A single woman in Olympia adopted Rani, unaware of what the sad little girl had endured. Over the next eight years she nursed Rani back to health.
“She taught me how to love, how to trust the human touch,” Rani said. “Ours was a wonderful love story between mother and daughter.”
Her adoptive mother died of cancer when Rani was 16. She remained alone in the home where she’d finally felt safe, finished high school and found a job. “I had to learn how to pay the mortgage,” she said.
Business is luxury homes
In 1989, a mutual friend set Rani and Trong up on a blind date when she was still in high school and he was a student at the UW.
They were married three years later and have four kids — ages 5 through 11. Ironically, after having no homes for years of their childhood, they now make a living designing and building luxury houses in Thurston County, through their company, Tronie Homes. The couple recently received the Award for Passionate Citizenship from the Thomas C. Wales Foundation.
In 1992, before they married, Trong decided to travel to Vietnam to try to find the family he barely remembered and to tell them about his plans to marry.
The only address he had was written on that crumpled piece of paper from the wallet that he’d kept all those years.
In Vietnam, he handed it to a taxi driver.
In an impoverished village, he was reunited with his mother and siblings for the first time in 15 years and learned that his father had died years earlier.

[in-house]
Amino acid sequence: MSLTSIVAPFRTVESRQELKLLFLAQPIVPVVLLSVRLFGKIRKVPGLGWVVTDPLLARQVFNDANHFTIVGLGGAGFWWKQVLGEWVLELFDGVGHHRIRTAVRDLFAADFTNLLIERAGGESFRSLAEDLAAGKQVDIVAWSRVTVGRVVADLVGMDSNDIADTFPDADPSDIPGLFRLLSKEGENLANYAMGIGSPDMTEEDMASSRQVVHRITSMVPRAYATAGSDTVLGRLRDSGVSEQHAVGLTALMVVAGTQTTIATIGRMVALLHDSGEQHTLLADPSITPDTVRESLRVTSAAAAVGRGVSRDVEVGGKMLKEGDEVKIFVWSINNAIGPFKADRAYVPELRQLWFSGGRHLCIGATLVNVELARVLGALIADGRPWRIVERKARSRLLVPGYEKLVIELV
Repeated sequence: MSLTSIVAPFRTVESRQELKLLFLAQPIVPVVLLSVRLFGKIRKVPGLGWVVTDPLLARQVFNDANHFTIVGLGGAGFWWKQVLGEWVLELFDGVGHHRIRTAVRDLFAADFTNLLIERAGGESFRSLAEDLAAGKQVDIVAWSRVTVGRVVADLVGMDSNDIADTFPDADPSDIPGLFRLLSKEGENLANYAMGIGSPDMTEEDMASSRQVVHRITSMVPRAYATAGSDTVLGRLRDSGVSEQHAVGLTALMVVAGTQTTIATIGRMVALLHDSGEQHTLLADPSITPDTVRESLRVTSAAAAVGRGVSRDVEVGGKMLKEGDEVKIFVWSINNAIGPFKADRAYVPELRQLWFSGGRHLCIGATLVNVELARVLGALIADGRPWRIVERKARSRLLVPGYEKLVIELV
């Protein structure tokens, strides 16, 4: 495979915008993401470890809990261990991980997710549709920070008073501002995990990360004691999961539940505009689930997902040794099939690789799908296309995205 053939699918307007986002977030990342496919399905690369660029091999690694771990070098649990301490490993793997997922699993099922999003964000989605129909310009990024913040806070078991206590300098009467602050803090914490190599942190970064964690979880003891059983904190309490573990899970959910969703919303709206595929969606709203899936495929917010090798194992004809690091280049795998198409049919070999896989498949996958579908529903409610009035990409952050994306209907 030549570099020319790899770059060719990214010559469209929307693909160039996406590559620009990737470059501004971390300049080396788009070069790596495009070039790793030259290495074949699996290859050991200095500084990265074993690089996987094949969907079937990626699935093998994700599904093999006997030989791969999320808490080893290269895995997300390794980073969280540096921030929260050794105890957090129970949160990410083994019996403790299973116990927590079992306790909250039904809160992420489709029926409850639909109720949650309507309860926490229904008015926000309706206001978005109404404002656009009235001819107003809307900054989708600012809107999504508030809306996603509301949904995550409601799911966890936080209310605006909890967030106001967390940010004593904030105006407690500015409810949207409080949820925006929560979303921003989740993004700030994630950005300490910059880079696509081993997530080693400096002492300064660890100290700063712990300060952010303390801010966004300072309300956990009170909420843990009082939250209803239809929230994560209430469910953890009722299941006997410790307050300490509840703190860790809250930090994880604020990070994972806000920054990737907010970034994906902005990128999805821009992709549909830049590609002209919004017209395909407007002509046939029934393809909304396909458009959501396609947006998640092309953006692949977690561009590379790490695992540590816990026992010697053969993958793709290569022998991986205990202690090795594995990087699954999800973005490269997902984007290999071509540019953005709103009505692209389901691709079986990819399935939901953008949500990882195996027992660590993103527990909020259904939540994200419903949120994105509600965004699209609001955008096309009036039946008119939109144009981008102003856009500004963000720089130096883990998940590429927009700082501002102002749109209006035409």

Three years later, he took his wife to meet his family. And as Rani Hong was walking through that small village in Vietnam, something about its poverty reminded her of India.
She came back to the States and began researching her past.
In 1999, she went to India, and at the place that handled her adoption she began asking questions about her past. Word spread quickly about an Indian-American woman searching for her birth family.
She remembers the woman who knocked on her hotel-room door that evening. The crying woman grabbed her, started hugging her and produced a picture that was nearly identical to one Rani had kept of herself all those years — proof to Rani that the woman was her mother.
“She told me she had been searching 21 years for me. She thought I was dead.”
Lornet Turnbull: 206-464-2420 or firstname.lastname@example.org